Although a distinctive feature of some Eucalypts, the cause of the "scribbles" on their trunks has until recently been little studied. The Australian Scribbly Gum Moth was thought to be the only species responsible, but thanks to a team of "retired" CSIRO scientists, we now know that at least twelve species of moths can create the phenomenon. Source: 'Retired' scientists unmask bush graffiti artist (November 2012)

Eucalytpus genome holds potential for new, better forestry crops
The complete genetic sequence (about 640 million DNA base pairs) of Eucalyptus grandis has been published. It took more than 130 researchers four years to complete the project. It's hoped that the information will facilitate the breeding of forestry trees suited to production of wood, paper, biofuels or other bioproducts, or with other desirable characteristics. Source: Eucalyptus tree genome deciphered (May 2011)

Myrtle rust a threat to Eucalypts
This disease attacks a wide variety of plants in the family Myrtaceae. It was first detected in NSW in 2010, but has since been identified in Qld. The extent of the host range is still being investigated, but some eucalypts have been included in the list. For more information on the disease and up-to-date information concerning reporting obligations and quarantine restrictions, visit Biosecurity Queensland, the Myrtle Rust website (NSW Department of Primary Industries), or contact the relevant authority in your state or territory. (February 2011)

Gums should recover from caterpillar outbreak
Agri-Science Queensland has assured residents of the Boonah, Beaudesert, Lockyer Valley and Brisbane/Esk Valley regions that local gum trees attacked by a recent outbreak of caterpillars will recover. The gum leaf skeletoniser (Uraba lugens) can leave trees with a "bronzed" or "scorched" appearence. The large numbers have probably resulted from the weather conditions this winter and spring. Hotter temperatures should see numbers decrease. In the meantime, residents should avoid contact with the caterpillars, which can cause skin irritation. More from the DEEDI here: Caterpillar culprit of gum tree 'bronzing' (December, 2010)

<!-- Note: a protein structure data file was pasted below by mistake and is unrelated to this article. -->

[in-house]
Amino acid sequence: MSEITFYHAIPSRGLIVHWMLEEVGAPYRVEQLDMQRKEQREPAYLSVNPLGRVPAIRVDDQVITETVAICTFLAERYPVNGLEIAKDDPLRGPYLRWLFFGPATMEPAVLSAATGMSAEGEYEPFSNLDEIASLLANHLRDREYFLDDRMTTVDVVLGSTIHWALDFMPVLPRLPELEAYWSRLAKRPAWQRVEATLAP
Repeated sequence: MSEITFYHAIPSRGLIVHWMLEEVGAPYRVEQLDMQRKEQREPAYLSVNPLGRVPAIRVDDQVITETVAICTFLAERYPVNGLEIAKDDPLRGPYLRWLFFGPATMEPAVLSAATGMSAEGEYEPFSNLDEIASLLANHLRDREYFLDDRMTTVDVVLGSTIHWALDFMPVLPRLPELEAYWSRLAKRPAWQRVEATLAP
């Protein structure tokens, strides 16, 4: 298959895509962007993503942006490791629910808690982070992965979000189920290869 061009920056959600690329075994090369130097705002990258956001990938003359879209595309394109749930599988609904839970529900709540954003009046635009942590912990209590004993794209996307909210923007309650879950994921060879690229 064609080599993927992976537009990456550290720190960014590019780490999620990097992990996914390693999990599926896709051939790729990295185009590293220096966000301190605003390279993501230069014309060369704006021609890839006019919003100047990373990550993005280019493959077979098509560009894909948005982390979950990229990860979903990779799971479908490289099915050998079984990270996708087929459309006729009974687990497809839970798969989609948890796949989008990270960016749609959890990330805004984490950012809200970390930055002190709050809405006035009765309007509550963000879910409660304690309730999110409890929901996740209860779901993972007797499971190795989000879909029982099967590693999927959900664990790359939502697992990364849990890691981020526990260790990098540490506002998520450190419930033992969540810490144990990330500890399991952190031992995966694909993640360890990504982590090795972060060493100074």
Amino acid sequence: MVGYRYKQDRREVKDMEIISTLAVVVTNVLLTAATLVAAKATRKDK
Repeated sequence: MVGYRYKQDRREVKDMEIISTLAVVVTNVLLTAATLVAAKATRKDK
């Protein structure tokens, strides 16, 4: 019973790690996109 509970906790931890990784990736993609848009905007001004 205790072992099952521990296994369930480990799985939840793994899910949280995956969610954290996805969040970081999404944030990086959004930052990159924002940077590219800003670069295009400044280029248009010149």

New discoveries still being made after 250 years
New plants discovered or described by botanists from the Royal Botanic Gardens, Kew in its 250th year include Madagascan relatives of the coffee plant, a South African yam with a reputation as a cancer cure, and two eucalypts from Australia that have potential as ornamentals. Read more at the Kew website: Kew botanists discover over 250 new plant species in Kew's 250th year (December 2009)

Tree of Kowledge goes to university
One 25 plants propagated from Barcaldine's "Tree of Knowledge" after it's 2006 poisoning has been donated to the University of Queensland and has found a home at the St Lucia campus. Source: Knowledge planted at UQ (November 2009)

Eucalyptus pilularis in Redland Shire
Redland Shire Council has purchased 8.22 Ha of private land as part of an ongoing effort to protect forects of the the valued timber species Eucalyptus pilularis, the blackbutt. More from the council here (PDF): Council moves to protect endangered blackbutt (November, 2007)

Kosciuszko bursts into bloom
Rain and warm temperatures in Kosciuszko National Park, have produced one of the best displays of wildflowers of recent times, including the snow gums which are flowering for the first time in years. More at Department of Environment and Climate Change NSW: Sensational wildflower season in Kosciuszko (January 2008)

Warning: collection, destruction, propagation, movement, sale or purchase of any Australian native plant (including seeds or spores) may be subject to laws and regulations. Be sure to check with appropriate authorities before engaging in these activities, even on private property. Other laws may also apply to the treatment and movement of plant or soil material (for example, to control the spread of weeds, pests and diseases.)